Remembering Ruby

Ruby Dee was never too busy. That is how I remember her. Would she record a TV spot for ArtsWestchester? Happy to do so. Would she say a few words at a local school? In a heartbeat! A poetry reading with her family at ArtsWestchester? Of course! Accept an arts award? Yes…but…heaven knows she didn’t need another one. She had the Oscar, the SAG, the Tony, the Grammy, the national Medal of Art, and the Kennedy Center Honors. Why indeed? Because that is who she was.


2007 ArtsWestchester Gala honoree Ruby Dee (center) is joined by her daughters Nora Davis Day (left) and Dr. Hasna Muhammad (right)


She was a great lady of the stage who was never too busy to support the arts in her local community…Westchester. She was a woman of incredible grace and talent, big hearted, beloved the world over, but never so much as in her hometown of New Rochelle. She was a star in every sense of the word, but never forgot where she came from.

Some people try to escape the past; others embrace it. Ruby’s past emboldened her to become the activist she was throughout her life, including marching with the Rev. Dr. Martin Luther King Jr. during the civil rights movement. “As a nation, we are growing some thick skin over some basic tenets that are in danger of being lost to us,” she said in an interview. “Our democracy is getting threadbare.” Much of her concern was for the little guy. “You’re not supposed to go into business with the sole purpose of putting your neighbor out of business,” she said. “This is not the United States of Corporate America.”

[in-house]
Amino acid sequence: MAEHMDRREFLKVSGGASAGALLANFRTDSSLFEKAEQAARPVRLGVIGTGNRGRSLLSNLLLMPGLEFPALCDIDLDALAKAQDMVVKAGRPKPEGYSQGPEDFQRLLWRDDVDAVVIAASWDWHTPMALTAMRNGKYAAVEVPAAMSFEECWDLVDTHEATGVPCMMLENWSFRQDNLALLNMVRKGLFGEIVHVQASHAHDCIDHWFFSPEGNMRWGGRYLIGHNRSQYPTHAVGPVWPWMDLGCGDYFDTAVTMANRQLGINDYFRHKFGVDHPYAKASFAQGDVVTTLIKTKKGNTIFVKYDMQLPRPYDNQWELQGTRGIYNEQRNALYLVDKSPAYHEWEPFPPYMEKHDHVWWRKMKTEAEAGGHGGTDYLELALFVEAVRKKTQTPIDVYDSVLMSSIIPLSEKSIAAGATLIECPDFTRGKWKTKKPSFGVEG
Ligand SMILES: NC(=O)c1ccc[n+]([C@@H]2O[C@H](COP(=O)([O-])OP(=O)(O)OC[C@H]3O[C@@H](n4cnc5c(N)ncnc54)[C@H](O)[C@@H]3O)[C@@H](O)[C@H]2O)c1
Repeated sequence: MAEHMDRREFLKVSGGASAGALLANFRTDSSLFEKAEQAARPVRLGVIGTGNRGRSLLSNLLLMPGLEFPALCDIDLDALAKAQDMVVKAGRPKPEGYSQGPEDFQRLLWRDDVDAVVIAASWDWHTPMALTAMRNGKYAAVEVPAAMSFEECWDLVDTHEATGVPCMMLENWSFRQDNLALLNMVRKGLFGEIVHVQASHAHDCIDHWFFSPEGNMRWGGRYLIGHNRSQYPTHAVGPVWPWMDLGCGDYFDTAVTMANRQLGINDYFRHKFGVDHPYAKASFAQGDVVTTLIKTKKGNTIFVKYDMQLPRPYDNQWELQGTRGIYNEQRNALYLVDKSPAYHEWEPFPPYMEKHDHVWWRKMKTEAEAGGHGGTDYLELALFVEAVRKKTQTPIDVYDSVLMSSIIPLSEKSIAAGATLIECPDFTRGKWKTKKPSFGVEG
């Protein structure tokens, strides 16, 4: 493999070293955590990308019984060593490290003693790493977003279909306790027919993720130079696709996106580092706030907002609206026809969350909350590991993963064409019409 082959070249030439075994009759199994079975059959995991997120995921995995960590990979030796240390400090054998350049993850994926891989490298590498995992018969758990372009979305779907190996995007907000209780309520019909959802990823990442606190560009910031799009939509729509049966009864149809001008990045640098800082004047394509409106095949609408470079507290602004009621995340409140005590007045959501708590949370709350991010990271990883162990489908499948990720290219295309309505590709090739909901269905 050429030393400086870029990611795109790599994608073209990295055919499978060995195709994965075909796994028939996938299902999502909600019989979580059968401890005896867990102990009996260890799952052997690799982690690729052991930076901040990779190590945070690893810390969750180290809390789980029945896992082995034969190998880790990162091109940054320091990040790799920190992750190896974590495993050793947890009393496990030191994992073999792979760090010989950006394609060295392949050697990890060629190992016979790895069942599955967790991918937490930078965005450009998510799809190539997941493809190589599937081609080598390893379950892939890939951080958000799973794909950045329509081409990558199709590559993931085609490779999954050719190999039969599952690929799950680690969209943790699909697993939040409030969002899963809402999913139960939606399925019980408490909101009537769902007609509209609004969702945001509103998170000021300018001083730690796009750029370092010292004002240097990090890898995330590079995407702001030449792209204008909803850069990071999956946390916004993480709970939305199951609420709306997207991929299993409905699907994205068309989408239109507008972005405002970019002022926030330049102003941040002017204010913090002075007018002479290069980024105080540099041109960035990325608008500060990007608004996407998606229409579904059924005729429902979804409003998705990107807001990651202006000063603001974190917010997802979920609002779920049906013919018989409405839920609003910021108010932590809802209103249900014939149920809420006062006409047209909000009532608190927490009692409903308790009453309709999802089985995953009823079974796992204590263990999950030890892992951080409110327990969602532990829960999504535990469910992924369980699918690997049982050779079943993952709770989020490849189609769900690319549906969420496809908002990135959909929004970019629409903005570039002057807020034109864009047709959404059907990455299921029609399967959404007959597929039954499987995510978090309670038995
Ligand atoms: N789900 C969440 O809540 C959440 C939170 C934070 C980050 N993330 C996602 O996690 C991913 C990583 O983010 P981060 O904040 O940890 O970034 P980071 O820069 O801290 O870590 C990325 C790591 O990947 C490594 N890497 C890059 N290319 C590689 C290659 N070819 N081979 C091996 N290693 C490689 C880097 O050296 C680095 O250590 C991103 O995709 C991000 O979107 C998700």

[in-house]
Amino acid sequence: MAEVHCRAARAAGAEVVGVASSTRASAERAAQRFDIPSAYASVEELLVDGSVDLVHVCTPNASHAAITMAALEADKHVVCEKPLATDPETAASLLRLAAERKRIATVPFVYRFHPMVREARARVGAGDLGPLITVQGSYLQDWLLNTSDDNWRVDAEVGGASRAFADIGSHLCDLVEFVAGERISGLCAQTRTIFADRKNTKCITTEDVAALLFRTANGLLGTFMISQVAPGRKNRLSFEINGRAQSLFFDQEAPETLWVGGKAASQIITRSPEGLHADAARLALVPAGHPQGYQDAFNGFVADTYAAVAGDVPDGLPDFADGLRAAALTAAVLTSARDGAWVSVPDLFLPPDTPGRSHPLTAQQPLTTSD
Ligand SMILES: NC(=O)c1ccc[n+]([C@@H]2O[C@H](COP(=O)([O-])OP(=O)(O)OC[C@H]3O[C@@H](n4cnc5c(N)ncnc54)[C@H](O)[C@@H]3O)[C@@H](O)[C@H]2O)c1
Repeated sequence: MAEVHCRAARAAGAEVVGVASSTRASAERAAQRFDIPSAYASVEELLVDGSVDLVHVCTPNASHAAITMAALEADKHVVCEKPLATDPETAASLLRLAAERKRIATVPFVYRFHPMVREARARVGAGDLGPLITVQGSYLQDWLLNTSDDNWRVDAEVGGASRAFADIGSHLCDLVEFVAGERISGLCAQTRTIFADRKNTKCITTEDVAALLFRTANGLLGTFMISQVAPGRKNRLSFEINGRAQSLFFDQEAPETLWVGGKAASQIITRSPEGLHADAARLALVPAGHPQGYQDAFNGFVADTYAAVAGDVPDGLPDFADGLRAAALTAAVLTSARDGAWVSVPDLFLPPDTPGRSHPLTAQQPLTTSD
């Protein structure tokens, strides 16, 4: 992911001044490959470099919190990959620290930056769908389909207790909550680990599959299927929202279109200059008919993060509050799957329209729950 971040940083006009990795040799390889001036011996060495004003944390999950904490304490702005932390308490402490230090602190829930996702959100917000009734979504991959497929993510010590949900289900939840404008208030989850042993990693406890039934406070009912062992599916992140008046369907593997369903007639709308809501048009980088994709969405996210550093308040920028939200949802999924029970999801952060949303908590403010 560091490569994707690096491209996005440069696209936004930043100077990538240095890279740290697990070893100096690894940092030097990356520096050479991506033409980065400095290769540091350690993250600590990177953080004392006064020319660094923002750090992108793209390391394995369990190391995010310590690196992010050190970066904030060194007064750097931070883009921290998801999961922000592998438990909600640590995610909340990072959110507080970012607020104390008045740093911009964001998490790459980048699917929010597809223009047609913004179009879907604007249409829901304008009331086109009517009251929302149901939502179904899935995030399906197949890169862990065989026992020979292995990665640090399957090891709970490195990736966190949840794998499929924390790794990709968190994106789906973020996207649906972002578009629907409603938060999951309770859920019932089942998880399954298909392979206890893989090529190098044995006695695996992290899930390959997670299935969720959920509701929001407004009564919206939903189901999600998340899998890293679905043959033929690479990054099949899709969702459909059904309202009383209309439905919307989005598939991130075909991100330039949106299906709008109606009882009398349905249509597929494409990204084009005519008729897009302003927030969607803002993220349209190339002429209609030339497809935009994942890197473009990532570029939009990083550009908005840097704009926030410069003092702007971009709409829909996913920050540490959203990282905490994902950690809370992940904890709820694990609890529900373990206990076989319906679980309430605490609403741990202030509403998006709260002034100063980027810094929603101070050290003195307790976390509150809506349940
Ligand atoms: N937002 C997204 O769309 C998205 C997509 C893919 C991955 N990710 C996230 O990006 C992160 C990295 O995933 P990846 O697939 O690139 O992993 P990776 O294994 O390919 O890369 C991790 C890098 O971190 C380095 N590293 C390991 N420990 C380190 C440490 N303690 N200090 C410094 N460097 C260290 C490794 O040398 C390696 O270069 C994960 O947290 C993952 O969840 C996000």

Ruby Dee at Liberty Reading event at ArtsWestchester

Ruby Dee at Liberty Reading event at ArtsWestchester


Her performances at ArtsWestchester were marked by her convictions. One was inspired by the 1929 “Freedom Mural,” that overlooks our gallery and performance space. The performance was titled “Overcoming Injustice and Oppression,” reflecting her lifelong involvement in civil rights and social justice issues. She recited texts by Walt Whitman, Thomas Paine, W. E. B. Du Bois, Paul Robeson, Langston Hughes, the historian Lerone Bennett, and Zora Neale Thurston. Another was called “Family First” and featured her talented offspring. With Ruby, it was no question; family came first. It still moves me that these local performances took place during the time when she was on the world stage as a nominee for an Oscar for her role in American Gangster.

Guy Davis, Nora Davis Day, Ruby Dee, and Wali Ali Muhammad

Guy Davis, Nora Davis Day, Ruby Dee, and Wali Ali Muhammad


So, what more can be said of Ruby Dee? I suppose, it is this: In the end, past the applause, past the accolades, past the awards, it can be said, yes, it must be said, that Ruby Dee was the real deal. And that’s the truth.

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